Dans la collection de AH 
288 

Chalice

1918
40 cm (15,75 in.)

Description

Wiener Werkstätte glass chalices.

Inscriptions / Signatures

One of them: WW, other unsigned.

Commentaire

Decorated by Mathilde Flögl, shape by Josef Hoffmann for Wiener Werkstätte, glass blown by Johann Örtel & Co, Haida.

There is an analysis of the chalice at http://www.theartstory.org/movement-wiener-werkstatte-artworks.html:

Glassware formed an essential part of the Werkstätte's production from the outset, and remained as such until the Workshops' closure in 1932. Like textiles and clothing, Wiener Werkstätte glassware is so varied as to preclude easy choices to represent all its pieces. This cup, however, is significant on several levels. First, it illustrates the collaborative nature of much of the Werkstätte's designs, as Josef Hoffmann was responsible for the shape of the vessel and Mathilde Flogl, one of the Workshops' important women artists, completed the decorative painting.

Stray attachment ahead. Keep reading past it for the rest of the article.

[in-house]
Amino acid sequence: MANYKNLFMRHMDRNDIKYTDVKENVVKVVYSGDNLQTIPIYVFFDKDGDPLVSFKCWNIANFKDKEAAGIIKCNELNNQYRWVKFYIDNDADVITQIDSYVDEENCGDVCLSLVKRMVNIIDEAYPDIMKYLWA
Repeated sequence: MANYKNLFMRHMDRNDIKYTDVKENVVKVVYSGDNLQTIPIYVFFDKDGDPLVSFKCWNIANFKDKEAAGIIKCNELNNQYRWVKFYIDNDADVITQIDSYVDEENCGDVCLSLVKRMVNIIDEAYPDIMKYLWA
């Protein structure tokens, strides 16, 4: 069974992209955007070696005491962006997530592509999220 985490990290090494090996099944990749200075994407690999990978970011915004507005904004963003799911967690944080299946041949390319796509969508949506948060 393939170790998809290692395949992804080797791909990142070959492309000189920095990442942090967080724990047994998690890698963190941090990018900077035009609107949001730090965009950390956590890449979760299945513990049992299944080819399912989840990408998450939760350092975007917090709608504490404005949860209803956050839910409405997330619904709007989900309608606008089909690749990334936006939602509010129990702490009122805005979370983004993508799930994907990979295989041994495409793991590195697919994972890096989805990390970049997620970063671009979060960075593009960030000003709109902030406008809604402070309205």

Also importantly, one can also quite clearly see the enormous influence of Dagobert Peche on other designers some three years after he joined the Werkstätte: here Hoffmann has abandoned the strict geometries characteristic of his architecture and design for the applied arts between 1900 and 1915 in favor of a more decorative set of concave and convex profiles, particularly in the stem and base, but also in the flared lip. These recall the forms of Baroque and Rococo designs, and are highlighted by the way that Flogl has chosen to paint the lower half of the vessel in the alternating white and blue stripes.

Flogl's decoration of the actual cup, meanwhile, is highly fanciful, mixing forms of birds, humans, potted plants, and deer with abstracted curves and twisted lines in a non-narrative manner; it likewise recalls the work of Peche, such as the gilt jewel box of his from two years later. The simplified forms, floating almost randomly on the surface of the vessel, seem to ask the user to choose or fashion a connection between them purely from the imagination, and perhaps serving a potential utilitarian purpose as a conversation starter over a drink. In some ways, therefore, they anticipate the developments of both Surrealism and German Expressionism during the 1920s.

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